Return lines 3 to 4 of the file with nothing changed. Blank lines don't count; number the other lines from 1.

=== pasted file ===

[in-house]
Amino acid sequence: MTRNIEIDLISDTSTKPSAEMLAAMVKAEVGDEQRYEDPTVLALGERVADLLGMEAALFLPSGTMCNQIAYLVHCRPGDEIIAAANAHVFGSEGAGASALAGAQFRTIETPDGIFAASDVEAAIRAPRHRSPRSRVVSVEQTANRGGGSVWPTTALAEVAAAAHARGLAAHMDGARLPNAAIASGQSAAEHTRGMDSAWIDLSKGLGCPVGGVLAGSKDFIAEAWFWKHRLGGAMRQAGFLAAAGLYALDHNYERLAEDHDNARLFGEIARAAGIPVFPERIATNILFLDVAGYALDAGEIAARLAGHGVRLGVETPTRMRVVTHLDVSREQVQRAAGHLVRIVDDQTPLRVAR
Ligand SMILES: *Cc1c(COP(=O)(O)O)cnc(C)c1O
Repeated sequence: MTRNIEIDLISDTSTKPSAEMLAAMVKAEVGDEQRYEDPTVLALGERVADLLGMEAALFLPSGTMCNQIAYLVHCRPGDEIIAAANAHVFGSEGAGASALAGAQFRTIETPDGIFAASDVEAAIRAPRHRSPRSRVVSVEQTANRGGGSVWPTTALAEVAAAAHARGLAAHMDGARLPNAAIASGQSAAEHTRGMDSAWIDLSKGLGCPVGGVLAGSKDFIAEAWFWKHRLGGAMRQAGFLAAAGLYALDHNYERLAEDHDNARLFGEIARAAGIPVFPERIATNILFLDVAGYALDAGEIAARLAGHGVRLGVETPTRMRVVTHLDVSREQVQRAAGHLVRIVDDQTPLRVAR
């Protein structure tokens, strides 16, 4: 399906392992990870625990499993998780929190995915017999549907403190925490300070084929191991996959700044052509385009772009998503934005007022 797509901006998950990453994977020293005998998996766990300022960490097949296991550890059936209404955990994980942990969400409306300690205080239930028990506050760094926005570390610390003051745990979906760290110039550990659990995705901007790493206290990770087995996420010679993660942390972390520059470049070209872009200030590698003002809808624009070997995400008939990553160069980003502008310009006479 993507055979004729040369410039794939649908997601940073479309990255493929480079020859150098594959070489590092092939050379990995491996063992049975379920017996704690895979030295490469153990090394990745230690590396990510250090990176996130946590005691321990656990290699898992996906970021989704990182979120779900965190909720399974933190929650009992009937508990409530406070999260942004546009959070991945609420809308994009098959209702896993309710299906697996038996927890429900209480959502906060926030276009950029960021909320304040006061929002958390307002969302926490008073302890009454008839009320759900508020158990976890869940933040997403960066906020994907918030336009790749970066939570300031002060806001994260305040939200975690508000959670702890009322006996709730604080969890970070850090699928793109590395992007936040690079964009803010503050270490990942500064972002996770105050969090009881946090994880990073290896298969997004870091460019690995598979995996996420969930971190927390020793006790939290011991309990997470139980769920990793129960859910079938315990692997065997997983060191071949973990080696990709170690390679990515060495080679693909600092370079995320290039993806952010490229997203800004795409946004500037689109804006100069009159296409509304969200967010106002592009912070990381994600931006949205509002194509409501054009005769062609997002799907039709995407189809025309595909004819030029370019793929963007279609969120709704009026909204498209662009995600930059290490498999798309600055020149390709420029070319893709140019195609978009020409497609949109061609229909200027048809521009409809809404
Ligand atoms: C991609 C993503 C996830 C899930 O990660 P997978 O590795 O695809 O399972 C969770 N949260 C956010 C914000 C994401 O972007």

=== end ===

Ligand SMILES: *Cc1c(COP(=O)(O)O)cnc(C)c1O
Repeated sequence: MTRNIEIDLISDTSTKPSAEMLAAMVKAEVGDEQRYEDPTVLALGERVADLLGMEAALFLPSGTMCNQIAYLVHCRPGDEIIAAANAHVFGSEGAGASALAGAQFRTIETPDGIFAASDVEAAIRAPRHRSPRSRVVSVEQTANRGGGSVWPTTALAEVAAAAHARGLAAHMDGARLPNAAIASGQSAAEHTRGMDSAWIDLSKGLGCPVGGVLAGSKDFIAEAWFWKHRLGGAMRQAGFLAAAGLYALDHNYERLAEDHDNARLFGEIARAAGIPVFPERIATNILFLDVAGYALDAGEIAARLAGHGVRLGVETPTRMRVVTHLDVSREQVQRAAGHLVRIVDDQTPLRVAR